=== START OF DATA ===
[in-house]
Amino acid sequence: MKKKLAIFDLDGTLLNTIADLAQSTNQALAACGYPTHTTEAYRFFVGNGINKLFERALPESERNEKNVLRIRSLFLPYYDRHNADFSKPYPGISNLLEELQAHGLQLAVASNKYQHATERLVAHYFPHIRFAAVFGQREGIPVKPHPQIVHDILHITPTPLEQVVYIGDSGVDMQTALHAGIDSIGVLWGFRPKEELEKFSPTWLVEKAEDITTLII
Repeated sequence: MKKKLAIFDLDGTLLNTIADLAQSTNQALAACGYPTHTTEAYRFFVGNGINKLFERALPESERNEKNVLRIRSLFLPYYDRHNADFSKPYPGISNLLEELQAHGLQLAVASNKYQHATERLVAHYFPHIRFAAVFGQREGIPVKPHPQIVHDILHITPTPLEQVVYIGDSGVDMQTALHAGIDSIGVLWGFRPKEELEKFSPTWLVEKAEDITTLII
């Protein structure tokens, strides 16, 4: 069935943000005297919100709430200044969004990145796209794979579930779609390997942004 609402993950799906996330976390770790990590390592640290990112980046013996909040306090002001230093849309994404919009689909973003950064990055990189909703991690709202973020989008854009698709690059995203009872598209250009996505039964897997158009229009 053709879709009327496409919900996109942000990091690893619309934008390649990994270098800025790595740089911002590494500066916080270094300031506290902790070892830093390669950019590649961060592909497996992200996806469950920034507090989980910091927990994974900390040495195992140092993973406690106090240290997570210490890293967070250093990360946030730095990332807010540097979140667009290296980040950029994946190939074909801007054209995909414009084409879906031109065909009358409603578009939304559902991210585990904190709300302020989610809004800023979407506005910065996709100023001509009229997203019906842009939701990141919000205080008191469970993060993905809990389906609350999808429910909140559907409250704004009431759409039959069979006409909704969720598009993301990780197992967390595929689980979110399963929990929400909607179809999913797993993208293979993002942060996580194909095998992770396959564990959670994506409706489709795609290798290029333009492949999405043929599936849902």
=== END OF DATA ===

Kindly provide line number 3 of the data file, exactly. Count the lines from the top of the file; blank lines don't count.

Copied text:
Repeated sequence: MKKKLAIFDLDGTLLNTIADLAQSTNQALAACGYPTHTTEAYRFFVGNGINKLFERALPESERNEKNVLRIRSLFLPYYDRHNADFSKPYPGISNLLEELQAHGLQLAVASNKYQHATERLVAHYFPHIRFAAVFGQREGIPVKPHPQIVHDILHITPTPLEQVVYIGDSGVDMQTALHAGIDSIGVLWGFRPKEELEKFSPTWLVEKAEDITTLII